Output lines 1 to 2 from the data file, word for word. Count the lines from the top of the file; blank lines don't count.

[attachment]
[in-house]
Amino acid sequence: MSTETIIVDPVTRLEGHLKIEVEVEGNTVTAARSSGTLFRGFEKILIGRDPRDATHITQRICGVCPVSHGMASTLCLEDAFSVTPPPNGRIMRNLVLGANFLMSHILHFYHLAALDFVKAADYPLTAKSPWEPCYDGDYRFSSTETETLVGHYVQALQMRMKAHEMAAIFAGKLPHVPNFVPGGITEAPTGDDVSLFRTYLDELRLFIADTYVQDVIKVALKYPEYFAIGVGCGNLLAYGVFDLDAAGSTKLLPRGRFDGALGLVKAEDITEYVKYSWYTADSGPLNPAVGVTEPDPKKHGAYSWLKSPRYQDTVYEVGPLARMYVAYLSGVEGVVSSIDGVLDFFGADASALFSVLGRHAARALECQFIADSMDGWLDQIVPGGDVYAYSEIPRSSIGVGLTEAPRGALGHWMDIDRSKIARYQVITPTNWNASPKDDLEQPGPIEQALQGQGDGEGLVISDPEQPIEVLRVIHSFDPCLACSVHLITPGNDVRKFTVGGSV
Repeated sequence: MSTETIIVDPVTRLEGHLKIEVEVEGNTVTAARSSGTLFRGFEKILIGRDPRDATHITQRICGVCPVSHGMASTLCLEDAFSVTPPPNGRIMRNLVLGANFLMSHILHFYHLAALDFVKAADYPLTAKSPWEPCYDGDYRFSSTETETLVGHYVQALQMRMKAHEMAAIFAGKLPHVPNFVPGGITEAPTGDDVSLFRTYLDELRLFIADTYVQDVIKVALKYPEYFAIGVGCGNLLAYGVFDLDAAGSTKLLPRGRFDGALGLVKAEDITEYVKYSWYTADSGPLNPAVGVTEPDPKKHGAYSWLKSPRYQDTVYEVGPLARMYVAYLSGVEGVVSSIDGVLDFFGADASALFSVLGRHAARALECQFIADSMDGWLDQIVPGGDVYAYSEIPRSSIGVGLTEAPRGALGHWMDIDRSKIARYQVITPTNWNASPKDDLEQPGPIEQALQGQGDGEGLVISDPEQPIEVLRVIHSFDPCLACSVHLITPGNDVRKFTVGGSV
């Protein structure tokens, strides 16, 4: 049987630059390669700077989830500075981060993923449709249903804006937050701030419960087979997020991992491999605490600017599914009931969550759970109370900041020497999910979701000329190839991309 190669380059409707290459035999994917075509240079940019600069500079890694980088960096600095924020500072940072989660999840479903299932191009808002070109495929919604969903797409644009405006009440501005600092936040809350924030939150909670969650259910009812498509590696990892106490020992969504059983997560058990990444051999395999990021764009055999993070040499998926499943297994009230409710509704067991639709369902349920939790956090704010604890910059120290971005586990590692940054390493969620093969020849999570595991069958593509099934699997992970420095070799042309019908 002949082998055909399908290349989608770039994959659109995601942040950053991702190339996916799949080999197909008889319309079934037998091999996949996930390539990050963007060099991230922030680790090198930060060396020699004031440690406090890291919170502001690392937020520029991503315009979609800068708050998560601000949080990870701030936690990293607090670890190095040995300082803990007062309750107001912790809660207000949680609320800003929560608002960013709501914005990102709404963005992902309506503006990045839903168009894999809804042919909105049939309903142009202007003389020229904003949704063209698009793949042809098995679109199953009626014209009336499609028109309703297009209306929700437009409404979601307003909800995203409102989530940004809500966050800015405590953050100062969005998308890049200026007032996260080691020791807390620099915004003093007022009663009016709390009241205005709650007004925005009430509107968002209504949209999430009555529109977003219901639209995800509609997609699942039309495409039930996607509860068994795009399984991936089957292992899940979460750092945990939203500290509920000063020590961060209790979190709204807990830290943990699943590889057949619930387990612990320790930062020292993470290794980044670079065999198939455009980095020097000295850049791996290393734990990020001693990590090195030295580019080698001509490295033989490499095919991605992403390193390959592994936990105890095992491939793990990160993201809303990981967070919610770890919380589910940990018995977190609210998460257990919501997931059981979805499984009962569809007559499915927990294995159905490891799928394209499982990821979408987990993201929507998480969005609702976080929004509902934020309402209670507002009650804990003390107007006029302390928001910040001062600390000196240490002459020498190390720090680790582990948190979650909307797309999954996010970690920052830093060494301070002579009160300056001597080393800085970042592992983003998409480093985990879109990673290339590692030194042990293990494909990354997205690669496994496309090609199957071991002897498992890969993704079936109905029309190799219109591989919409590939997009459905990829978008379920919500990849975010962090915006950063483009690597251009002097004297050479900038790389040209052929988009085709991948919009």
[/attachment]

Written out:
[in-house]
Amino acid sequence: MSTETIIVDPVTRLEGHLKIEVEVEGNTVTAARSSGTLFRGFEKILIGRDPRDATHITQRICGVCPVSHGMASTLCLEDAFSVTPPPNGRIMRNLVLGANFLMSHILHFYHLAALDFVKAADYPLTAKSPWEPCYDGDYRFSSTETETLVGHYVQALQMRMKAHEMAAIFAGKLPHVPNFVPGGITEAPTGDDVSLFRTYLDELRLFIADTYVQDVIKVALKYPEYFAIGVGCGNLLAYGVFDLDAAGSTKLLPRGRFDGALGLVKAEDITEYVKYSWYTADSGPLNPAVGVTEPDPKKHGAYSWLKSPRYQDTVYEVGPLARMYVAYLSGVEGVVSSIDGVLDFFGADASALFSVLGRHAARALECQFIADSMDGWLDQIVPGGDVYAYSEIPRSSIGVGLTEAPRGALGHWMDIDRSKIARYQVITPTNWNASPKDDLEQPGPIEQALQGQGDGEGLVISDPEQPIEVLRVIHSFDPCLACSVHLITPGNDVRKFTVGGSV